Chances are that when you were studying the developmental stages of life in sociology or psychology, there were essentially four: childhood, adolescence, adulthood, and old age. According to current research, there are at least six: childhood, adolescence, odyssey, adulthood, active retirement, and old age. (David Brooks, The Social Animal: The Hidden Sources of Love, Character and Achievement, pp. 190-191)
Without my saying one more word, I’ll bet you can speculate yourself about what these newly-acknowledged stages of life are all about – especially if you are between 20 and 30 years of age, give or take a few, or if you have children who are. In the latter case you may be wondering why it’s taking them so long to find their way. And if you are nearing retirement, you may be wondering why it’s taking you so long to figure out what you’re going to do next. So many decisions to be made! Keep working? Quit working? Do something different? Work part-time? Start a business? Pursue a college or graduate degree? Move? Stay where you are? Fulfill a need? Follow a dream?
Ironically, there are similarities between these two newly-recognized life stages, even though they occur at different ends of the spectrum. Since we’ve already paid quite a bit of attention to the active retirement stage, we’re going to focus here on odyssey.
The Odyssey Stage
I, for one, am thrilled that someone has finally named the stage between 20 and 30 for what it actually is—a time of wandering—not what we have been told it would be or should be. As a career/life coach I have dealt with -hundreds of clients, boomerang and otherwise, struggling through this decade, and I’ll tell you something: they are not feeling good about it, and they are not trying to get your goat! The fact is that post graduation, the rubber finally hits the road. A dawning awareness occurs: finding one’s way in the world is going to be harder than it seemed from afar. I have observed that young people in this age group tend to be deeply thoughtful and honorable. They take their lives seriously and want to make good choices. They fear they won’t.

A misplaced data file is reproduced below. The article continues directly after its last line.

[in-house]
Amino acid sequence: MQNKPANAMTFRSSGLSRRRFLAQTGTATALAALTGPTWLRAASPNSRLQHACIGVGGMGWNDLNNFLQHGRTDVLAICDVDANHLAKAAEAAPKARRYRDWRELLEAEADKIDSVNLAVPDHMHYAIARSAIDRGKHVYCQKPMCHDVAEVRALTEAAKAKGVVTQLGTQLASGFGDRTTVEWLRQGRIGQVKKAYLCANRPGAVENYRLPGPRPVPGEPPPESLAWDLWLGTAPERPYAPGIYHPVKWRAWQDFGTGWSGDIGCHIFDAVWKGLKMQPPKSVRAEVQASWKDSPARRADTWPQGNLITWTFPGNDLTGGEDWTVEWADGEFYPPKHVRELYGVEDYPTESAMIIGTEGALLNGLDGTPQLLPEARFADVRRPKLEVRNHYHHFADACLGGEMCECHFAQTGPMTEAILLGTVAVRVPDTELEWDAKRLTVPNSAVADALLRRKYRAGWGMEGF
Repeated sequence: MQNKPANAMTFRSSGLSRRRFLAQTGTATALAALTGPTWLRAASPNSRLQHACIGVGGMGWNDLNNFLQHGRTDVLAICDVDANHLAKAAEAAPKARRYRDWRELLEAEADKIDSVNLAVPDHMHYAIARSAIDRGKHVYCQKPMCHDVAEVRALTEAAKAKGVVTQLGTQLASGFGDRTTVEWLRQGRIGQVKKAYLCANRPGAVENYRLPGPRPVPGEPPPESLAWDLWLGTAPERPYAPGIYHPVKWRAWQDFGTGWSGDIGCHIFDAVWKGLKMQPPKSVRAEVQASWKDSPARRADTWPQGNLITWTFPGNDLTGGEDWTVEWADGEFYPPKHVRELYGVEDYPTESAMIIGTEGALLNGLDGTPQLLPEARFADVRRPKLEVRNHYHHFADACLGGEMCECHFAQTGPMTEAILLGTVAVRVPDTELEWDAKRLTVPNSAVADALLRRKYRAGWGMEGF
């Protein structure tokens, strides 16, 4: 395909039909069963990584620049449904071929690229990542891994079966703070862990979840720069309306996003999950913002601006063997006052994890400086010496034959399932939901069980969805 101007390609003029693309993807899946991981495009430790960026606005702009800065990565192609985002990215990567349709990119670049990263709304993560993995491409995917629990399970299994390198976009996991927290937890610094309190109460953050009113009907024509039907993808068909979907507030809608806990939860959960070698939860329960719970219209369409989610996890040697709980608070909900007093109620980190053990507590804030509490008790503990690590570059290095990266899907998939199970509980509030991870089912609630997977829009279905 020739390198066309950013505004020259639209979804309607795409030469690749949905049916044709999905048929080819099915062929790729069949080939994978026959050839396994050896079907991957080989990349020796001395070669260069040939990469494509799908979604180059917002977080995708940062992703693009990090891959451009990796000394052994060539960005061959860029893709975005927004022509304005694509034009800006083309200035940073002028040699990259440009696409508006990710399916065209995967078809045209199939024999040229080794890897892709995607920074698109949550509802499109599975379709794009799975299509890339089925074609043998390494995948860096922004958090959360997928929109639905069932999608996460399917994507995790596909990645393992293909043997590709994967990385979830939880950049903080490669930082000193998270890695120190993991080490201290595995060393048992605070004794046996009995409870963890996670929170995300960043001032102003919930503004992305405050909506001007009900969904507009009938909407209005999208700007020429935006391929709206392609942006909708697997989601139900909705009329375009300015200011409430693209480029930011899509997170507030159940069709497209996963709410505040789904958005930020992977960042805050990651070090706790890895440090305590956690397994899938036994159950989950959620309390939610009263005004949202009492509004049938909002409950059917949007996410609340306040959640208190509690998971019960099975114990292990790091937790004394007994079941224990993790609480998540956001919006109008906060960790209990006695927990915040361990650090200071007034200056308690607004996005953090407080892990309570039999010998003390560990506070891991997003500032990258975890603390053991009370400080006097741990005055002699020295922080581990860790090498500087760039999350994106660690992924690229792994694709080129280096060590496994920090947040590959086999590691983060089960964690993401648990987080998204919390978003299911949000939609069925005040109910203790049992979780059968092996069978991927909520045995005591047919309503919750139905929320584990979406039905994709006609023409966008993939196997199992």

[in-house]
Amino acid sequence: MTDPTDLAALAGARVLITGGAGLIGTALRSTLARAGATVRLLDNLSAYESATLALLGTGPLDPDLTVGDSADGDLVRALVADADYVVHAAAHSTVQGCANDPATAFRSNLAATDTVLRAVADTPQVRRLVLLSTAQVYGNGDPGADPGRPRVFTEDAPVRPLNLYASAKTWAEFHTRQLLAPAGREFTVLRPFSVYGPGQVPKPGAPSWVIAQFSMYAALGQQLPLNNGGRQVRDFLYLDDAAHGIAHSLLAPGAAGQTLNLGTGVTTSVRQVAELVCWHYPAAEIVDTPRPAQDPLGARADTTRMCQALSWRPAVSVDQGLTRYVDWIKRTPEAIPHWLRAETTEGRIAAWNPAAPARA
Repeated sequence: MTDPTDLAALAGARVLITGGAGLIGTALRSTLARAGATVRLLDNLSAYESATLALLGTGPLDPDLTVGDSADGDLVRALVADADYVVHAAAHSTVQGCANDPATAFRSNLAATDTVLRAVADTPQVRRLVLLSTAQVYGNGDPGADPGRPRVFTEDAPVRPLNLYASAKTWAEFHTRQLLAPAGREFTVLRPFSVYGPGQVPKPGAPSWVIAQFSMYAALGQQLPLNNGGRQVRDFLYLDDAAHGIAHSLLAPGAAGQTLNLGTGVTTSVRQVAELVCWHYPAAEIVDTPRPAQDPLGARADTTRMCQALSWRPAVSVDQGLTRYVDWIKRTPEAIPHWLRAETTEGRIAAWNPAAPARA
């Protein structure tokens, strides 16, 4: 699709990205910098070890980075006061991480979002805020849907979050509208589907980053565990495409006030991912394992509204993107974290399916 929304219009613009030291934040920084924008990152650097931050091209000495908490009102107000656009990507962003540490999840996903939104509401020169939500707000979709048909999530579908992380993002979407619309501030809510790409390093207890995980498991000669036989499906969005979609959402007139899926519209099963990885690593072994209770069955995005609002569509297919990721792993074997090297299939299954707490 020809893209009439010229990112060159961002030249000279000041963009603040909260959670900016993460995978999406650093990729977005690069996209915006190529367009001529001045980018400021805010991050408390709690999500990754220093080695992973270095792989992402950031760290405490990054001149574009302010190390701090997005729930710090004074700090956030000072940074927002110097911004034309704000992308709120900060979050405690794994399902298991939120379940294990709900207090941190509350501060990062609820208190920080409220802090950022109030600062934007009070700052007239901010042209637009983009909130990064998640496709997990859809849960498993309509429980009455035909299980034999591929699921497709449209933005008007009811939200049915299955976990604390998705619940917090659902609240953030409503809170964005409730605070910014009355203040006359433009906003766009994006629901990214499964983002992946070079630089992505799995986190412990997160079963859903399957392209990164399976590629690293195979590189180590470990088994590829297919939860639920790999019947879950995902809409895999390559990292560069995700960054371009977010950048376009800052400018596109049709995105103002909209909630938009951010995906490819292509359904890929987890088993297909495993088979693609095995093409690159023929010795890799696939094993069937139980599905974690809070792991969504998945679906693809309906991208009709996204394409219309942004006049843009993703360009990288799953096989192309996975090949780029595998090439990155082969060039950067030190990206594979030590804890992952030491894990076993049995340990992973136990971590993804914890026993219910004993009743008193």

Over time, people mostly do find their way to adulthood, which, Brooks notes, is generally defined by four major accomplishments: moving away from home, getting married, starting a family, and becoming financially independent. Just when young people accomplish these things has changed radically since 1960, when “70 percent of American thirty-year olds had accomplished (them). By 2000, fewer than 40 percent had done the same.” Time to face the facts: the “wandering” years are already upon us. And what’s the big rush, anyway?
Our dear Bonnie Bonetti-Bell was the force behind our Career/Life Coaching services, until her passing in 2019. As a principal of our firm, Bonnie had an innate talent for seeing the best in people. Moreover, she helped others see the best in themselves. Bonnie is fondly remembered and deeply missed.